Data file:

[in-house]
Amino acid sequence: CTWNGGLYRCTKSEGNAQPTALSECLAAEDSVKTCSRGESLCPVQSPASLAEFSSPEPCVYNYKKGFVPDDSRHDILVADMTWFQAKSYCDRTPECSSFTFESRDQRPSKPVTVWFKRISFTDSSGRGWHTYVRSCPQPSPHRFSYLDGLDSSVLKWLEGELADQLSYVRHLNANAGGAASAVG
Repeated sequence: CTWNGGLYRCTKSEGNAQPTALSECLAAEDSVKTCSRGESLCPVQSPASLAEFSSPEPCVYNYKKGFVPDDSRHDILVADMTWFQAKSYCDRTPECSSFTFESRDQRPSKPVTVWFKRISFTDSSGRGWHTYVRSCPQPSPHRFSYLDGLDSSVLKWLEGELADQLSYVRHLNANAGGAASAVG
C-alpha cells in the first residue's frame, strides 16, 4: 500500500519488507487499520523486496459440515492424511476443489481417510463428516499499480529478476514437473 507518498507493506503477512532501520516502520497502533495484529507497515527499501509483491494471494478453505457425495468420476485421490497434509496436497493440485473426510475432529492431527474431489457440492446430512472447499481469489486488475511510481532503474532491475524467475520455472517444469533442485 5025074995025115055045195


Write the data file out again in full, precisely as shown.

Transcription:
[in-house]
Amino acid sequence: CTWNGGLYRCTKSEGNAQPTALSECLAAEDSVKTCSRGESLCPVQSPASLAEFSSPEPCVYNYKKGFVPDDSRHDILVADMTWFQAKSYCDRTPECSSFTFESRDQRPSKPVTVWFKRISFTDSSGRGWHTYVRSCPQPSPHRFSYLDGLDSSVLKWLEGELADQLSYVRHLNANAGGAASAVG
Repeated sequence: CTWNGGLYRCTKSEGNAQPTALSECLAAEDSVKTCSRGESLCPVQSPASLAEFSSPEPCVYNYKKGFVPDDSRHDILVADMTWFQAKSYCDRTPECSSFTFESRDQRPSKPVTVWFKRISFTDSSGRGWHTYVRSCPQPSPHRFSYLDGLDSSVLKWLEGELADQLSYVRHLNANAGGAASAVG
C-alpha cells in the first residue's frame, strides 16, 4: 500500500519488507487499520523486496459440515492424511476443489481417510463428516499499480529478476514437473 507518498507493506503477512532501520516502520497502533495484529507497515527499501509483491494471494478453505457425495468420476485421490497434509496436497493440485473426510475432529492431527474431489457440492446430512472447499481469489486488475511510481532503474532491475524467475520455472517444469533442485 5025074995025115055045195